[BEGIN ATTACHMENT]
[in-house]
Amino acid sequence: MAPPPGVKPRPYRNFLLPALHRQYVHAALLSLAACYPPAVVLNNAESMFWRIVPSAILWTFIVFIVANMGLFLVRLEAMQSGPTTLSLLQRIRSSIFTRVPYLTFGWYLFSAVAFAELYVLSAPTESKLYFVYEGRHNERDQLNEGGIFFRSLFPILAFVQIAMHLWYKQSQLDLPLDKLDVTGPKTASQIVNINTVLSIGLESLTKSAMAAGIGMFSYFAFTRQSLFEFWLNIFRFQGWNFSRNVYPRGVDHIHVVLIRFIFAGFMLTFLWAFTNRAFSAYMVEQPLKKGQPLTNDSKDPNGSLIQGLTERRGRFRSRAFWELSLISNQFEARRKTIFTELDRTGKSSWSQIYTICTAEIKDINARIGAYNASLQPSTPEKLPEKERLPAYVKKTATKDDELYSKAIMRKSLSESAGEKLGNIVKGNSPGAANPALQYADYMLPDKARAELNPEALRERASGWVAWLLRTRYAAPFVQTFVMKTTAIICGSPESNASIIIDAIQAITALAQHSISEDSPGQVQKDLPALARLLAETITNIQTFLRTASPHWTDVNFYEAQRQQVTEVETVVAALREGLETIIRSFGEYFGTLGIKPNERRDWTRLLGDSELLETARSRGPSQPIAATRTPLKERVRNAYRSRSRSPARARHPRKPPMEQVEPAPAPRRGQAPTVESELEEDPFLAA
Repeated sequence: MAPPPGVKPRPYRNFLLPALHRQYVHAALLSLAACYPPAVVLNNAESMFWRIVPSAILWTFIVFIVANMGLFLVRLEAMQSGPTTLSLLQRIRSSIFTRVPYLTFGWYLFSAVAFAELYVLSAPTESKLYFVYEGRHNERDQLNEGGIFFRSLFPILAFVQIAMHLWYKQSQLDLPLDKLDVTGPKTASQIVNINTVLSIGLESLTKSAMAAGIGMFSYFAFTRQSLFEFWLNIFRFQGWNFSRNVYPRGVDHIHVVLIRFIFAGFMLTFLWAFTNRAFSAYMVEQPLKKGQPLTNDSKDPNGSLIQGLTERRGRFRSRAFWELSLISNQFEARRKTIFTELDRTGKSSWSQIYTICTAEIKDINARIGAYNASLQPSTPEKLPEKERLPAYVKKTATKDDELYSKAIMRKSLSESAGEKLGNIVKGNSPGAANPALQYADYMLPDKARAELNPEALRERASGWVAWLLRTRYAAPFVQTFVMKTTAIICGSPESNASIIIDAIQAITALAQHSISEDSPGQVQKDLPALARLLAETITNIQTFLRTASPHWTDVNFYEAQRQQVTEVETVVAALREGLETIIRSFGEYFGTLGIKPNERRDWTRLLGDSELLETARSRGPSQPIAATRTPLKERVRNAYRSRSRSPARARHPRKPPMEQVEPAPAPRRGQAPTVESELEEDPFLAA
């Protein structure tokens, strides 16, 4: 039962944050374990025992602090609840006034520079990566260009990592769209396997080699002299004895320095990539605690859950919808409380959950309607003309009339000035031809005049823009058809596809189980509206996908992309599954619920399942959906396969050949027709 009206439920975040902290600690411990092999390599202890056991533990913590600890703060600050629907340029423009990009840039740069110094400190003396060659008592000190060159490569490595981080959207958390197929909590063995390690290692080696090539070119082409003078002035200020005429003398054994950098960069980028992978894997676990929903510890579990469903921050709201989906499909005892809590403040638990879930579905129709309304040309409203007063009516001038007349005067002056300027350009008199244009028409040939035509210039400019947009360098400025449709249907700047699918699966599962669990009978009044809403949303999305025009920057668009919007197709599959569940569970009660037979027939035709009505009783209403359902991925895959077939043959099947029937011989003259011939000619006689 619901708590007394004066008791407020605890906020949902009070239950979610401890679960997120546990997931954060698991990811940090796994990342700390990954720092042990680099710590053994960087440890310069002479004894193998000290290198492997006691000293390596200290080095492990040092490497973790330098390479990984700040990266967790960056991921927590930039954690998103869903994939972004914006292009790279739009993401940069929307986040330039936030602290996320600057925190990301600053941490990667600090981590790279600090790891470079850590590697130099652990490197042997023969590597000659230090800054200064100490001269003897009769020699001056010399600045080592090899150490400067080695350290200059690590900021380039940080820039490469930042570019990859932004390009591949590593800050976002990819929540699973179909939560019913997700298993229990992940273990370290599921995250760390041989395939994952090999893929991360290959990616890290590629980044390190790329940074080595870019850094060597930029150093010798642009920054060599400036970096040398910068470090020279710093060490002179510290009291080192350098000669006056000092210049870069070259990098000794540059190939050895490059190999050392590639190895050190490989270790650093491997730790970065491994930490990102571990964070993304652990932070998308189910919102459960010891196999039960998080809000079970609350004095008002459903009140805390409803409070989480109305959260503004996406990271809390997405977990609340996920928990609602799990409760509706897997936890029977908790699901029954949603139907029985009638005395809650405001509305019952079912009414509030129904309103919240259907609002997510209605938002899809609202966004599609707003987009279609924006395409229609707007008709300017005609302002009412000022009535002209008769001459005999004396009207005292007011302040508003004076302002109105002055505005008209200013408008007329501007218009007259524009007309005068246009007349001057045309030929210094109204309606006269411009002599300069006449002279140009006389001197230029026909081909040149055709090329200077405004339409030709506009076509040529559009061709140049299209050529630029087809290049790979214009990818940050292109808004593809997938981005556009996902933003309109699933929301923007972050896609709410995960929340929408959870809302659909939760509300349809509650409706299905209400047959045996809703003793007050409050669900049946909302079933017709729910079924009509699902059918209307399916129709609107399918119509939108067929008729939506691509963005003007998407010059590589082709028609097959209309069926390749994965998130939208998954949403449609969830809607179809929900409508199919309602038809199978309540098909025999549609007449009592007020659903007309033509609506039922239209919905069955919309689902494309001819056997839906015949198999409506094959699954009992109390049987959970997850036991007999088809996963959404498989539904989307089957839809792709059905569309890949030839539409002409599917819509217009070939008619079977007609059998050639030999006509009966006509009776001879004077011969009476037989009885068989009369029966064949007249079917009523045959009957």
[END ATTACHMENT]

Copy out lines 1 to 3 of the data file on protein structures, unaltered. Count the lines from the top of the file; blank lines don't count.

[in-house]
Amino acid sequence: MAPPPGVKPRPYRNFLLPALHRQYVHAALLSLAACYPPAVVLNNAESMFWRIVPSAILWTFIVFIVANMGLFLVRLEAMQSGPTTLSLLQRIRSSIFTRVPYLTFGWYLFSAVAFAELYVLSAPTESKLYFVYEGRHNERDQLNEGGIFFRSLFPILAFVQIAMHLWYKQSQLDLPLDKLDVTGPKTASQIVNINTVLSIGLESLTKSAMAAGIGMFSYFAFTRQSLFEFWLNIFRFQGWNFSRNVYPRGVDHIHVVLIRFIFAGFMLTFLWAFTNRAFSAYMVEQPLKKGQPLTNDSKDPNGSLIQGLTERRGRFRSRAFWELSLISNQFEARRKTIFTELDRTGKSSWSQIYTICTAEIKDINARIGAYNASLQPSTPEKLPEKERLPAYVKKTATKDDELYSKAIMRKSLSESAGEKLGNIVKGNSPGAANPALQYADYMLPDKARAELNPEALRERASGWVAWLLRTRYAAPFVQTFVMKTTAIICGSPESNASIIIDAIQAITALAQHSISEDSPGQVQKDLPALARLLAETITNIQTFLRTASPHWTDVNFYEAQRQQVTEVETVVAALREGLETIIRSFGEYFGTLGIKPNERRDWTRLLGDSELLETARSRGPSQPIAATRTPLKERVRNAYRSRSRSPARARHPRKPPMEQVEPAPAPRRGQAPTVESELEEDPFLAA
Repeated sequence: MAPPPGVKPRPYRNFLLPALHRQYVHAALLSLAACYPPAVVLNNAESMFWRIVPSAILWTFIVFIVANMGLFLVRLEAMQSGPTTLSLLQRIRSSIFTRVPYLTFGWYLFSAVAFAELYVLSAPTESKLYFVYEGRHNERDQLNEGGIFFRSLFPILAFVQIAMHLWYKQSQLDLPLDKLDVTGPKTASQIVNINTVLSIGLESLTKSAMAAGIGMFSYFAFTRQSLFEFWLNIFRFQGWNFSRNVYPRGVDHIHVVLIRFIFAGFMLTFLWAFTNRAFSAYMVEQPLKKGQPLTNDSKDPNGSLIQGLTERRGRFRSRAFWELSLISNQFEARRKTIFTELDRTGKSSWSQIYTICTAEIKDINARIGAYNASLQPSTPEKLPEKERLPAYVKKTATKDDELYSKAIMRKSLSESAGEKLGNIVKGNSPGAANPALQYADYMLPDKARAELNPEALRERASGWVAWLLRTRYAAPFVQTFVMKTTAIICGSPESNASIIIDAIQAITALAQHSISEDSPGQVQKDLPALARLLAETITNIQTFLRTASPHWTDVNFYEAQRQQVTEVETVVAALREGLETIIRSFGEYFGTLGIKPNERRDWTRLLGDSELLETARSRGPSQPIAATRTPLKERVRNAYRSRSRSPARARHPRKPPMEQVEPAPAPRRGQAPTVESELEEDPFLAA